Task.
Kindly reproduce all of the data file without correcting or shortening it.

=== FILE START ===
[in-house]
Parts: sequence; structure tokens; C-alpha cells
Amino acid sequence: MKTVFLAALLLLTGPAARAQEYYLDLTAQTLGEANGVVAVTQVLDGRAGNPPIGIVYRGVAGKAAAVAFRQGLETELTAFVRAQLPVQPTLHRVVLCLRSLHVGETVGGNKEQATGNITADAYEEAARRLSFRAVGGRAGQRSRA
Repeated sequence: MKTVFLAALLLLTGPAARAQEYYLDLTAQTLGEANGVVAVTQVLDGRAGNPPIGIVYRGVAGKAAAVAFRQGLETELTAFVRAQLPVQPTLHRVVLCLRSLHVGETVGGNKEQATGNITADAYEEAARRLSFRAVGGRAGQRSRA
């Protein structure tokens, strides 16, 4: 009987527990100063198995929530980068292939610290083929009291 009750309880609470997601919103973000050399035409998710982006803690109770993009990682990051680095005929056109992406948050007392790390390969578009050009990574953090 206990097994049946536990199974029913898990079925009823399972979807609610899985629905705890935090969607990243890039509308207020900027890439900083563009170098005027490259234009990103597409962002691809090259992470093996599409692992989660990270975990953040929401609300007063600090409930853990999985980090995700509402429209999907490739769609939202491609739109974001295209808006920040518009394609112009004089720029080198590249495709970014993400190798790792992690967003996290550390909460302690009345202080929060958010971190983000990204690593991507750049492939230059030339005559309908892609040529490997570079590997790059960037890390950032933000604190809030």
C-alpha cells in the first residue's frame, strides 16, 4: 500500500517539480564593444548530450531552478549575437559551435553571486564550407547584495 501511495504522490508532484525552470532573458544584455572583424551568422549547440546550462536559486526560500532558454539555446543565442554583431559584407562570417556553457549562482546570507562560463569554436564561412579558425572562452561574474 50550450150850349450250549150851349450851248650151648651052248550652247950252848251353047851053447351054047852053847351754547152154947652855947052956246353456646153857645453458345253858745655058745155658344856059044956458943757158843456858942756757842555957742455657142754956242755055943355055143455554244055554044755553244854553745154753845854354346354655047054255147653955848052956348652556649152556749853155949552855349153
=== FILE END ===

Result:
[in-house]
Parts: sequence; structure tokens; C-alpha cells
Amino acid sequence: MKTVFLAALLLLTGPAARAQEYYLDLTAQTLGEANGVVAVTQVLDGRAGNPPIGIVYRGVAGKAAAVAFRQGLETELTAFVRAQLPVQPTLHRVVLCLRSLHVGETVGGNKEQATGNITADAYEEAARRLSFRAVGGRAGQRSRA
Repeated sequence: MKTVFLAALLLLTGPAARAQEYYLDLTAQTLGEANGVVAVTQVLDGRAGNPPIGIVYRGVAGKAAAVAFRQGLETELTAFVRAQLPVQPTLHRVVLCLRSLHVGETVGGNKEQATGNITADAYEEAARRLSFRAVGGRAGQRSRA
């Protein structure tokens, strides 16, 4: 009987527990100063198995929530980068292939610290083929009291 009750309880609470997601919103973000050399035409998710982006803690109770993009990682990051680095005929056109992406948050007392790390390969578009050009990574953090 206990097994049946536990199974029913898990079925009823399972979807609610899985629905705890935090969607990243890039509308207020900027890439900083563009170098005027490259234009990103597409962002691809090259992470093996599409692992989660990270975990953040929401609300007063600090409930853990999985980090995700509402429209999907490739769609939202491609739109974001295209808006920040518009394609112009004089720029080198590249495709970014993400190798790792992690967003996290550390909460302690009345202080929060958010971190983000990204690593991507750049492939230059030339005559309908892609040529490997570079590997790059960037890390950032933000604190809030």
C-alpha cells in the first residue's frame, strides 16, 4: 500500500517539480564593444548530450531552478549575437559551435553571486564550407547584495 501511495504522490508532484525552470532573458544584455572583424551568422549547440546550462536559486526560500532558454539555446543565442554583431559584407562570417556553457549562482546570507562560463569554436564561412579558425572562452561574474 50550450150850349450250549150851349450851248650151648651052248550652247950252848251353047851053447351054047852053847351754547152154947652855947052956246353456646153857645453458345253858745655058745155658344856059044956458943757158843456858942756757842555957742455657142754956242755055943355055143455554244055554044755553244854553745154753845854354346354655047054255147653955848052956348652556649152556749853155949552855349153